Mary and Ross are the two younger Klocke kids. Mary graduated from Mount Mercy with her BSN and is a NICU nurse in Des Moines. When she’s not saving babies, she’s cuddling up with her puppy, Reese, and husband, Nick, in Ankeny.
Ross is a senior at the University of Northern Iowa and will be graduating this spring with a degree in Bio-Med. While we couldn’t talk him into veterinary medicine, he’ll be heading to medical school in the coming year.
Mary and Ross are not just our medical consultants. On their days off, you will find them at trade shows and company events helping to promote PigEasy.
Clint & Nick
They call themselves The Outlaws. My husband, Clint, and Mary’s husband, Nick, also get involved in Klocke Farms and PigEasy. When Nick isn’t selling Capital City equipment, he can be seen running the PipePik at trade shows. Clint is a Purchasing Manager during the day, a Captain in the Iowa National Guard on weekends, and a PigEasy consultant and master field tiller during his free time. Dad must have trained us well; marry guys who can drive a tractor!
As the second oldest, in true second oldest fashion, I wasn’t quite sure what my calling was. After high school, I attended the University of Northern Iowa and graduated with a degree in Political Communication and Business Communication.
It wasn’t until my senior year that I knew I wanted to work in the agricultural industry. That fall, I enrolled in a wellness course that was required to graduate. On the day they went over protein and human health, the professor chose to show videos of animal abuse and made claims that in order buy meat that was healthy and to avoid buying meat from farms that abuse animals, you must choose free range, organic, antibiotic free and hormone free (not possible!) at the grocery store. I got angry, called Dad, called the Coalition to Support Iowa’s Farmers and then wrote an email to my professor requesting time in front of the class to present the inaccuracies of her message and to talk about my personal experience being raised on a hog farm. She gave me 20 minutes (woohoo!) and I think I changed some people’s minds. That was the day I realized what my passion is.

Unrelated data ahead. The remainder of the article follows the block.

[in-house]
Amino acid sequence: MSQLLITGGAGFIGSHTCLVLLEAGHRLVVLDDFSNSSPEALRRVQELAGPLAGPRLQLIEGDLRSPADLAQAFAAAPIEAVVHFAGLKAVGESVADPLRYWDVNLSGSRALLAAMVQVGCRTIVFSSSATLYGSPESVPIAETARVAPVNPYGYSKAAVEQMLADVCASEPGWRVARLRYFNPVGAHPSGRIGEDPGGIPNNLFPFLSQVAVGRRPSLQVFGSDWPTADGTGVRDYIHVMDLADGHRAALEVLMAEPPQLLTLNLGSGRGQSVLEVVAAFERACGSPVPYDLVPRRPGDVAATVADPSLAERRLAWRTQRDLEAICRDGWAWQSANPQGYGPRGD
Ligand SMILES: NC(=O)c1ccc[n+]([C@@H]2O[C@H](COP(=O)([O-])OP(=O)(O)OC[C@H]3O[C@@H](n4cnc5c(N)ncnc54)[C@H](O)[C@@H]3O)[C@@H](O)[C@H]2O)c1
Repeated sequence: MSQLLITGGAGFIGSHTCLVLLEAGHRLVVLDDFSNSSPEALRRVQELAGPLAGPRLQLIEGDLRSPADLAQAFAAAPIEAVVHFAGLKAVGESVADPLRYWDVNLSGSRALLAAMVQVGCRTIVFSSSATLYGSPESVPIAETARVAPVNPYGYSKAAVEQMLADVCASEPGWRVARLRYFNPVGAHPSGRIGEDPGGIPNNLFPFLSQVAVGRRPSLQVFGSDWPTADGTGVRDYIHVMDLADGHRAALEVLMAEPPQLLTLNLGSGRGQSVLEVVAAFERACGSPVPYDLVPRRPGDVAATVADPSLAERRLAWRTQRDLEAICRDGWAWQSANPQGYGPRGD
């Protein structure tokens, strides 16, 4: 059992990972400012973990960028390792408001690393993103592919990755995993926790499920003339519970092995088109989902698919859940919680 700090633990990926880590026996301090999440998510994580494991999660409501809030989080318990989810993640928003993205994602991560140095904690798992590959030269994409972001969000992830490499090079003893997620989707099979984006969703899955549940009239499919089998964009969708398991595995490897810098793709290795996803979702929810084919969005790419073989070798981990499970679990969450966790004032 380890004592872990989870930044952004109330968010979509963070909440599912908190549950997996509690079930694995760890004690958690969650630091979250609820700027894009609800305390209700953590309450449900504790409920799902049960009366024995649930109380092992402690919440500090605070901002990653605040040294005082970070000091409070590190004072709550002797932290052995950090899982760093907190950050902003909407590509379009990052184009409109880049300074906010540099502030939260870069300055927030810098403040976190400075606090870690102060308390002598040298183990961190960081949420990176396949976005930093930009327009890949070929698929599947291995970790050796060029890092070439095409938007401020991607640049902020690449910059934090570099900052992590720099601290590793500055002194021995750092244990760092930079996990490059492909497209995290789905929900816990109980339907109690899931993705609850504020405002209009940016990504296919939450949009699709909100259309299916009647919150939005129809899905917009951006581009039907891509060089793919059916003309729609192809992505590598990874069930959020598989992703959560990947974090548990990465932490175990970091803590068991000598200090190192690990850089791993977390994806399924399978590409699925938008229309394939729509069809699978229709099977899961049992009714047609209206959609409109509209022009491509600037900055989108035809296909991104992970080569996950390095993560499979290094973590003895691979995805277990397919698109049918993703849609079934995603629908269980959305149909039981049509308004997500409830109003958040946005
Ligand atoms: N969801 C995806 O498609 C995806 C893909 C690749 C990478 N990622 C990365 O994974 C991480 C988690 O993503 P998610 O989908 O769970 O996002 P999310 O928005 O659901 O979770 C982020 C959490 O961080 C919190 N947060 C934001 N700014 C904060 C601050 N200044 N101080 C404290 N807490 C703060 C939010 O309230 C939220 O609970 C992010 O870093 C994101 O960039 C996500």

As for PigEasy, my title says Marketing and Sales, but it’s really an all-in-all fielding and dispersing of PigEasy information. I love it.
Why a Blog?
Often Dad and I talk about our observations and successes or find an article or theory that really goes hand in hand with what we are promoting, but we don’t know how to best communicate this information to fellow pork producers and industry professionals. We could post it to social media, but it’s tough to get that type of a message out in 250 characters or less.
Additionally, with over 50 years of experience Dad has a few tricks up his sleeve in general with pork production, and we would love to pass that on to anyone it would help.
So what’s this blog going to be about? It’s going to be about pork production, farming, agricultural advocacy, business and most importantly, family; because it all starts and ends with family, right?
Until next time,
“Other things may change us, but we start and end with family.” – Anthony Brandt